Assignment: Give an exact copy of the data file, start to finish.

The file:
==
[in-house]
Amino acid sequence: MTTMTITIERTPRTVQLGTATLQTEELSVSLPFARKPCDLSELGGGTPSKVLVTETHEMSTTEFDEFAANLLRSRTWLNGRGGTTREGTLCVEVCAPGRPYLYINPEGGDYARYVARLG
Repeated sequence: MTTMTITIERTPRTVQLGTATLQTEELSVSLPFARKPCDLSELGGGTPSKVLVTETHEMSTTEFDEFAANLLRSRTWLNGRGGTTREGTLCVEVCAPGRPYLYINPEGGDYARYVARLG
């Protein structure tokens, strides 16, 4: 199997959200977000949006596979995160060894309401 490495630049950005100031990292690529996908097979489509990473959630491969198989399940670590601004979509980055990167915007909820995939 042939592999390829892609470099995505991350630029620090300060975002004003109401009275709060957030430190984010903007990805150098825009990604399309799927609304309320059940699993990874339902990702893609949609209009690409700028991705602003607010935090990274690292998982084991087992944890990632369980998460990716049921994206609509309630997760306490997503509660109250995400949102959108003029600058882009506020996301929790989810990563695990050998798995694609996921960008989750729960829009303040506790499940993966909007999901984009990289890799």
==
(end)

[in-house]
Amino acid sequence: MTTMTITIERTPRTVQLGTATLQTEELSVSLPFARKPCDLSELGGGTPSKVLVTETHEMSTTEFDEFAANLLRSRTWLNGRGGTTREGTLCVEVCAPGRPYLYINPEGGDYARYVARLG
Repeated sequence: MTTMTITIERTPRTVQLGTATLQTEELSVSLPFARKPCDLSELGGGTPSKVLVTETHEMSTTEFDEFAANLLRSRTWLNGRGGTTREGTLCVEVCAPGRPYLYINPEGGDYARYVARLG
């Protein structure tokens, strides 16, 4: 199997959200977000949006596979995160060894309401 490495630049950005100031990292690529996908097979489509990473959630491969198989399940670590601004979509980055990167915007909820995939 042939592999390829892609470099995505991350630029620090300060975002004003109401009275709060957030430190984010903007990805150098825009990604399309799927609304309320059940699993990874339902990702893609949609209009690409700028991705602003607010935090990274690292998982084991087992944890990632369980998460990716049921994206609509309630997760306490997503509660109250995400949102959108003029600058882009506020996301929790989810990563695990050998798995694609996921960008989750729960829009303040506790499940993966909007999901984009990289890799």